Location independence isn’t for the young and single only, although if you are, what have you got to lose?

I saw someone on a Digital Nomad forum ask this a couple of weeks ago. It seems a natural question as so many nomads appear to be single (or just a couple). I will be doing a video about this soon, but wanted to comment on this question, provide some resources and hopefully inspiration to anyone who currently has a family and is looking to go remote or is on their way to location independence and interested in starting a family in the future.

The short answer is ABSOLUTELY, my wife and I are living proof of successful remote professionals (we have two children, both under the age of 4). The speed of which you get things done and your flexibility to do things changes a little bit when you have children, but I sincerely believe it is a mindset. For some inspiration, I urge you to watch this wonderful, short video called The Only Road about a family traveling the world.

“You’re so lucky to be able to do this…”

Inevitably, when you make the decision to find a way to travel more or live in different places, you find a lot of people telling you how lucky you are. I always agree, knowing luck doesn’t play as big as a role as sure will to make it happen. That said, even among traveling families there are varying degrees of “I wish we could do that” and admittedly, when I first watched The Only Road, I literally said the same thing. You have to do what is best for you.

For my wife and I, what we’ve decided is best is to travel as much as possible, but also to live in different places while our children are young. Our daughter flew on 24 flights before her first birthday, she’s a traveling professional. Our choice, however, is not necessarily to be constantly nomadic, always on the move. We like having a home base and have had one in Tucson for the past two years, close to family. In March we’ll be living in Palm Springs, CA with some friends on a similar (same-same, but different) path, then we’re headed to Costa Rica on an open-ended trip. We think it may be 2 years and we’ve already discussed 1-2 month “jumps” to other countries while having Costa Rica as our home base during that time.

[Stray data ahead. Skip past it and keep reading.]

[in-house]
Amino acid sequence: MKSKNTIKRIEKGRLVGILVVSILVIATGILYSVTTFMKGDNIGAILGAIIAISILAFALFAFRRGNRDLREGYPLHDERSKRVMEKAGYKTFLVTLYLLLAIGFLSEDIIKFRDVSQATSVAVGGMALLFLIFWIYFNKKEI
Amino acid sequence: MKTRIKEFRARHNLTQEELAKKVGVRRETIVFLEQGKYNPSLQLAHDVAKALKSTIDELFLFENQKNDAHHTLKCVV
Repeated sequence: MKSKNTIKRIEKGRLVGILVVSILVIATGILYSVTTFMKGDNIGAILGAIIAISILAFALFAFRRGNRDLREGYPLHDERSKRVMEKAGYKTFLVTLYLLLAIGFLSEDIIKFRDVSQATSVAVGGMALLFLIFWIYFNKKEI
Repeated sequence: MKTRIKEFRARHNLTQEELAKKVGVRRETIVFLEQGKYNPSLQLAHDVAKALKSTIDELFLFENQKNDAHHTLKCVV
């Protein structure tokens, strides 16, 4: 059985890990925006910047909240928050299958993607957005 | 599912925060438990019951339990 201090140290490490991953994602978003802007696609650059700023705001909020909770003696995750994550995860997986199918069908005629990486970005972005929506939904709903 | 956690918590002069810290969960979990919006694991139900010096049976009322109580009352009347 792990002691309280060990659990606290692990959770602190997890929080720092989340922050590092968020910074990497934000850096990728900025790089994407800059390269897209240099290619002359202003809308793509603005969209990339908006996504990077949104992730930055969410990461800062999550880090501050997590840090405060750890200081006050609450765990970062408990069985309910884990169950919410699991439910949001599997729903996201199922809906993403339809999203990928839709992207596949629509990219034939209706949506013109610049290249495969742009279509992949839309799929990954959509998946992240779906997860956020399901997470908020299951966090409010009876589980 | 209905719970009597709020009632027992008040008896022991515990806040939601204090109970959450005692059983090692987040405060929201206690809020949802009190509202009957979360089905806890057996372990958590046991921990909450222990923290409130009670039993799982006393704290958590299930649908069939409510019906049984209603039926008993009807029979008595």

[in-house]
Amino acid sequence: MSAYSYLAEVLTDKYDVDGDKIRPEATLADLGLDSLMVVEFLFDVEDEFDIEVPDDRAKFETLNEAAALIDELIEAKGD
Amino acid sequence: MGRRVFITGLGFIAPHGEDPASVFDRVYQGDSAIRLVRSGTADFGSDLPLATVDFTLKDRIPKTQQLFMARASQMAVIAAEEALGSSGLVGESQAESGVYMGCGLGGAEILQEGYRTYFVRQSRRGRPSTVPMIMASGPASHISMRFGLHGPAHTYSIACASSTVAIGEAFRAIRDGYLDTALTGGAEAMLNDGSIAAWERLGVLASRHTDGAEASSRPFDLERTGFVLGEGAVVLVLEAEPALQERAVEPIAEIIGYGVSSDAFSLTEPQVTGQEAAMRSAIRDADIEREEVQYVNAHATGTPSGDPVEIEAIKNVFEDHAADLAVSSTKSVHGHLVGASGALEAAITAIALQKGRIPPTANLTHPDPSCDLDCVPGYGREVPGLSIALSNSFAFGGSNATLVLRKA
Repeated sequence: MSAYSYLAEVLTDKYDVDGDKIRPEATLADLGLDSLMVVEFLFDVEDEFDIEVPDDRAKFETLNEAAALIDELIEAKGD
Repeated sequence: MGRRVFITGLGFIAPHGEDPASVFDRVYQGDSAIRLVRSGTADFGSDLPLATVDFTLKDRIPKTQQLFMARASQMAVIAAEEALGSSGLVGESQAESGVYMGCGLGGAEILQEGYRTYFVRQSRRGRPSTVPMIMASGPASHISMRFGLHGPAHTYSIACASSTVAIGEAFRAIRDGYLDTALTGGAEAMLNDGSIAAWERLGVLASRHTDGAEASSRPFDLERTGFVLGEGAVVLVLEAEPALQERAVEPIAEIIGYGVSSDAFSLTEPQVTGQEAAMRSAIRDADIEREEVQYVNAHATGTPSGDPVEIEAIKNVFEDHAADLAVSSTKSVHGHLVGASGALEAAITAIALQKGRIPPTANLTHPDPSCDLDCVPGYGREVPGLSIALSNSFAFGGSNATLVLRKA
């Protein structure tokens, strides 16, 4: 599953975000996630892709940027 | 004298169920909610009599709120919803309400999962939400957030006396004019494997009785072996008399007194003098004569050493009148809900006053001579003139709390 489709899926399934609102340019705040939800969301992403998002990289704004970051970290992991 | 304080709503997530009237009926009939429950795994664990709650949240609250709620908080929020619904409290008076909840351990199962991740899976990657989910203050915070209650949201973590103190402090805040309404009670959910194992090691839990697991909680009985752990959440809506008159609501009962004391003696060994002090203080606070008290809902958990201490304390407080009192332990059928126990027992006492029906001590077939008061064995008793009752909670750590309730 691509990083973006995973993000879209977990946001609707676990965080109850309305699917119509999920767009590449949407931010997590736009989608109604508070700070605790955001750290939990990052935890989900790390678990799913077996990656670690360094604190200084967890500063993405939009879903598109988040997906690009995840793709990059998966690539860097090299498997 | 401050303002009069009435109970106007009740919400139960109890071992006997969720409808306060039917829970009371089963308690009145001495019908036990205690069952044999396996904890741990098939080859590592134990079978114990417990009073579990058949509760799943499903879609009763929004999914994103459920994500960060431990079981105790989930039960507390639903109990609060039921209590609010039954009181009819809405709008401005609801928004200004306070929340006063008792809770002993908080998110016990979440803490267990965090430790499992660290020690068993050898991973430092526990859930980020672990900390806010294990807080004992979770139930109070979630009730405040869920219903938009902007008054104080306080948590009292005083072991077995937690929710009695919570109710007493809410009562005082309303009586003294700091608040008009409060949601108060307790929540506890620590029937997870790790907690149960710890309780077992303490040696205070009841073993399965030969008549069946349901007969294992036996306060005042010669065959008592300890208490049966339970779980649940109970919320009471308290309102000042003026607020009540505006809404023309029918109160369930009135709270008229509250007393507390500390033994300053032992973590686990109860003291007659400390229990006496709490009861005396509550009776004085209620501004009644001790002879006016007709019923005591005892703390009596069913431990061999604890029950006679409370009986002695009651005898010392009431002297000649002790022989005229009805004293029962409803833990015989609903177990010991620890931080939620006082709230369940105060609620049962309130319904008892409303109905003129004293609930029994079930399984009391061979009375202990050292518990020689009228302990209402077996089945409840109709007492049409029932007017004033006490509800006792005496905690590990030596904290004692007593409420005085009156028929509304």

Additional Resources

One of the biggest motivators for me has been reading and exchanging stories with other people who have lived or are living this way. Here is a list of 10 sites/blogs to check out for great information and inspiration. If you have any questions, please feel free to use the contact page and ask. I’ll respond to emails as quickly as possible with any information or experiences I have.

Vagabond Family
MY LITTLE NOMADS
The Nomadic Family
World Travel Family
Travel with Bender
y Travel Blog
Bohemian Travelers
Going Anyway
Living Outside of the Box
Snaps and Blabs
With 2 Kids on Tow
Wagoners Abroad
Family on Bikes

If I’m missing any that should be added to the list, send an email or post a comment. 🙂

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Filed under Digital Nomads, Location Independence, Motivation, Tips and Tricks

Inspiring Wallpapers for Going Remote

We created some (hopefully) inspiring images/quotes for your desktop or background on the device of your choice. Part of making the leap is visualizing it happening as often as possible. Feel free to use or share these as you wish. Click the link or one of the images below for more…

Remote Control Wallpapers